In my drawings, paintings, and wall installations, I obsessively render a continuous line to create intertwined, tubular forms. As I draw, I consider the effect of how the transmission of fluids and gases, along with pressure and gravity, would influence these imagined forms. The forms are layered, and they loosely follow aspects of linear perspective to become networks that reference the vast and intricate transportation, processing, and refining systems of oil, natural gas, and water as seen in our industrial landscape.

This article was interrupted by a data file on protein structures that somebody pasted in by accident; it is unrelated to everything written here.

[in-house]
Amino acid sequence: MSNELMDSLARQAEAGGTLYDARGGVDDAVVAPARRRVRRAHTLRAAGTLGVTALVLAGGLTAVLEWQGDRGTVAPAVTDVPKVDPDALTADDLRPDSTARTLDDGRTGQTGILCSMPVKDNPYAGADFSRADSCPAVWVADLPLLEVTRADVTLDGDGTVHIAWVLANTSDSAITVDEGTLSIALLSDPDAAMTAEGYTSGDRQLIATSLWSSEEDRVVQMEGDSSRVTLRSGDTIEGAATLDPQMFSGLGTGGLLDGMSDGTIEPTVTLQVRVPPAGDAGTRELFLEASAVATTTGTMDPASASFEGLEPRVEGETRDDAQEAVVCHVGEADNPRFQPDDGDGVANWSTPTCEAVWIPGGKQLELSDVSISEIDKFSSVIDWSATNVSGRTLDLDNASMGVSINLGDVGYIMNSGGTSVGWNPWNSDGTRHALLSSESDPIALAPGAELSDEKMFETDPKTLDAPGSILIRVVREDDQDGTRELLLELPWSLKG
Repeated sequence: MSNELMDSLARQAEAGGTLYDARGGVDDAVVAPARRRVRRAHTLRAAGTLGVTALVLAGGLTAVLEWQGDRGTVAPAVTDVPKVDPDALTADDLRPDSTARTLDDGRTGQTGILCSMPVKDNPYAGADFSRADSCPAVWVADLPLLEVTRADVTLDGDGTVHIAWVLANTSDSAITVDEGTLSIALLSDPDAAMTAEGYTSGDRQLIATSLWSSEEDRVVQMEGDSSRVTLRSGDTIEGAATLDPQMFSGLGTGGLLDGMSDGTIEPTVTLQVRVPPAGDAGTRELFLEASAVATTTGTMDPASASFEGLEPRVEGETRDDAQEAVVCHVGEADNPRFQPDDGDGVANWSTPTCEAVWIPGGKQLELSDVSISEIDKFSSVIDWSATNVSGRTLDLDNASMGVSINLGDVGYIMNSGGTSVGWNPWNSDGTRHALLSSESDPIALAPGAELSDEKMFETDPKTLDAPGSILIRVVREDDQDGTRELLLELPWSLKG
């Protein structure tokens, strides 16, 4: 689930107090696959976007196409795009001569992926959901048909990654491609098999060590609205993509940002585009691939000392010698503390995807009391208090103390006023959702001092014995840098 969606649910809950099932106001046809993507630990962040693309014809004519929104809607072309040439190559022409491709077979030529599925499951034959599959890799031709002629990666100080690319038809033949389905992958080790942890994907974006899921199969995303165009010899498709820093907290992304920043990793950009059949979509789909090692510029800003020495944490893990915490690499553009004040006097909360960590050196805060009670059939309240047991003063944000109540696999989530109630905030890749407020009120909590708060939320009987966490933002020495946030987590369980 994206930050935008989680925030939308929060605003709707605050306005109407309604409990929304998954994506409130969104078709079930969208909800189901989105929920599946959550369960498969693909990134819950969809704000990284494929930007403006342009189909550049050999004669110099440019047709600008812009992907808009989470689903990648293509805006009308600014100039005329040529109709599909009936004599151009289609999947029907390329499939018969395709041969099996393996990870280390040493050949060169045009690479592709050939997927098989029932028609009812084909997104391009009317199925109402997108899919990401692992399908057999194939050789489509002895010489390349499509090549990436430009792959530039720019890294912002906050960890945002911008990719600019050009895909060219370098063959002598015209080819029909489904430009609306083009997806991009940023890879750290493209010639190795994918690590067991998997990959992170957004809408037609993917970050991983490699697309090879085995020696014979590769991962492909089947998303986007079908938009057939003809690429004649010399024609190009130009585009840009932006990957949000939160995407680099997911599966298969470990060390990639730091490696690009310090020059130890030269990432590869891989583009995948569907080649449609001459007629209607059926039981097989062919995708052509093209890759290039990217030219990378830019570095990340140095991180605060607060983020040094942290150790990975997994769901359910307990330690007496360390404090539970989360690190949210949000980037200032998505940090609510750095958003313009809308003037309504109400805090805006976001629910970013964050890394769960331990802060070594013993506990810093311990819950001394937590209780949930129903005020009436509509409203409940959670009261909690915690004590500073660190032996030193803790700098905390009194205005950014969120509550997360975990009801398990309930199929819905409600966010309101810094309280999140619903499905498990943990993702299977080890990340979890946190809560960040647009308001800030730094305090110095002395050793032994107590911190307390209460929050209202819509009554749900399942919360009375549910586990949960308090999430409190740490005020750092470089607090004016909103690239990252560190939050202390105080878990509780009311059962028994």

In 2010, I followed the BP oil spill in the Gulf of Mexico through live video streaming. The video image of the pipeline seeping oil presented the earth to me as an organism suffering from a faulty and altered system. I have since referenced the pipeline in my work as a living, breathing entity, pulsing and growing with energy. My interest lies in capturing the ongoing shifting of power between mankind and the earth, as well as presenting the intermingling of manufactured systems and biomorphic configurations. Juror: Emily Stamey, Curator of Exhibitions, Weatherspoon Art Museum. Emily Stamey arrived in North Carolina this past October to become Curator of Exhibitions at the Weatherspoon Art Museum at the University of North Carolina, Greensboro. She came to the Weatherspoon from the Scottsdale Museum of Contemporary Art in Arizona where she was Curator of Contemporary Art. Her recent exhibitions at SMoCA included Kelly Richardson: Tales on the Horizon and Leslie Shows: Surfacing. Prior to her work in Scottsdale, Stamey was Curator of Modern and Contemporary Art at the Ulrich Museum of Art at Wichita State University in Kansas. Her projects there included such exhibitions as Stocked: Contemporary Art from the Grocery Aisles; Tony Feher: Extraordinary Ordinary; and Odili Donald Odita: Television.